In December 2019, SARS-CoV-2, a novel coronavirus strain, was detected in Hubei Province, China1. By 31 January 2020 the first UK cases of COVID-19, the disease caused by SARS-CoV-2, were confirmed2. Initial modelling studies indicated that fast and effective contact tracing could contain the UK outbreak in most settings3,4. However, by 20 March there were almost 4000 confirmed cases nationwide5, at which point the UK Government scaled up physical distancing measures, including the closure of schools and social venues, extending to heightened restrictions on non-essential travel, outdoor activities and between-household social mixing6. Similar patterns occurred in other countries7,8.

Throughout the pandemic, it has become obvious that the UK’s NHS Test and Trace programme has not been as effective at reducing transmission as originally hoped, with a recent financial report even suggesting it has made no “measurable difference” to the course of the pandemic9. Results from the Department of Health and Social Care (DHSC) are more flattering, but still only conclude that contact tracing efforts reduced the R number by 2–5% in October 202010. Speed of testing and tracing, poor integration with local authorities and adherence to isolation have all been cited as possible reasons. The head of NHS Test and Trace revealed in February 2021 that around 20,000 people a day had ignored isolation rules, despite being contacted by them11. This number is based on 80% adherence to isolation, which is optimistic compared to estimates from other surveys12,13,14, and hence may be a substantial underestimate.

The UK’s Test and Trace strategy has been continually updated throughout the pandemic, but with minimal, if any, observed improvement in results. A few elements have remained consistent throughout, such as traced contacts only being allowed to access tests once symptomatic and requiring a positive test result before tracing an isolated individual’s contacts15. Current methods are reliant on PCR testing, but there is growing discussion around potential use of rapid lateral flow tests16, which are considered to be substantially less sensitive17.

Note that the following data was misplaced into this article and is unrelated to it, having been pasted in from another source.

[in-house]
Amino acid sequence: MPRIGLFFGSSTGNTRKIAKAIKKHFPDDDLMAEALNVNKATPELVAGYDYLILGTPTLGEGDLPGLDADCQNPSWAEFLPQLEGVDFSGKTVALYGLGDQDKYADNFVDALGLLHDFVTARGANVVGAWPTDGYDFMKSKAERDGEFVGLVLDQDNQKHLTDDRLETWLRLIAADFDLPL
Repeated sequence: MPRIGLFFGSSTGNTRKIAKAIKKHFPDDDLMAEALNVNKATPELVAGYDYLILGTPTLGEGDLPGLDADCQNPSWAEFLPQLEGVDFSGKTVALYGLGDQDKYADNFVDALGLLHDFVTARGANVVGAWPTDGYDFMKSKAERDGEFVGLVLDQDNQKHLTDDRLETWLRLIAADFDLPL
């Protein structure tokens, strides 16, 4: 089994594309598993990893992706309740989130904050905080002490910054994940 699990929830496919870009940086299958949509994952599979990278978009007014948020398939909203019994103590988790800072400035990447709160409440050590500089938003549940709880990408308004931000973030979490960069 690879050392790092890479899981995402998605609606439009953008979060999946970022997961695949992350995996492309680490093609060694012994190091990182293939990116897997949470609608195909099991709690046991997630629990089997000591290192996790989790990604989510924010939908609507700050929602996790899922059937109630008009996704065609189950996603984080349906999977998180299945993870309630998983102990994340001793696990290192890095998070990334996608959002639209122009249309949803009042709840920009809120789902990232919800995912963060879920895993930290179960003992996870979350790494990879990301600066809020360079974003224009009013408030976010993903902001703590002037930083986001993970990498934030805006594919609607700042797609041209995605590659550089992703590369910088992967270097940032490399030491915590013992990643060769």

Imperfect adherence (encompassing both completely non-adherent and partially-adherent individuals) to isolation and reporting and the innate difficulties in identifying contacts will pose challenges for contact tracing, particularly in crowded urban settings18. Therefore, evaluating both the limitations of contact tracing and how to maximise its effectiveness could be crucial in preventing an exponential rise in cases, which might see contact tracing capacity rapidly exceeded and stricter physical distancing measures required19.

Extending Hellewell et al.’s3 UK-focused contact tracing study with new insights could inform contact tracing strategy. Their key conclusion was that highly effective contact tracing would be sufficient to control an initial outbreak of COVID-19 in the UK, however subsequent evidence supports much higher pre- and asymptomatic transmission rates than had initially been considered. In particular, the original analysis only considered scenarios with 0–10% of cases as asymptomatic and 0–30% of transmission from symptomatic individuals occurring pre-symptoms, compared to more recent estimates of 31–42.5%20,21,22 and 44%23 respectively. The focus on speed in the UK contact tracing programme also requires a detailed assessment of the associated trade-offs through mechanistic modelling of the testing process. Up-to-date modelling studies are therefore needed to investigate the feasibility of contact tracing and the conditions under which it is effective.

We use improved incubation period and serial interval estimates23,24,25, consider a range of self-reporting, adherence and tracing rates and simulate the use of diagnostic tests. We explore trade-offs between testing speed and sensitivity, and investigate the limitations of contact tracing. We conclude in which scenarios these methods are likely to be most effective.


The underlying assumptions around the contact tracing logistics that have been modelled and presented here are described in further detail in the Methods; see below for a detailed schematic of the contact tracing process.

Efficacy of contact tracing

We used data from a UK-based survey to consider three adherence scenarios12: a scenario with low self-reporting and poor adherence to isolation (representative of the small proportion of individuals who reported being fully adherent to advice from Test and Trace); a scenario with good reporting and adherence (representing those intending to be adherent to advice); and a scenario with good reporting and boosted adherence (where additional incentives to adhere to isolation are introduced).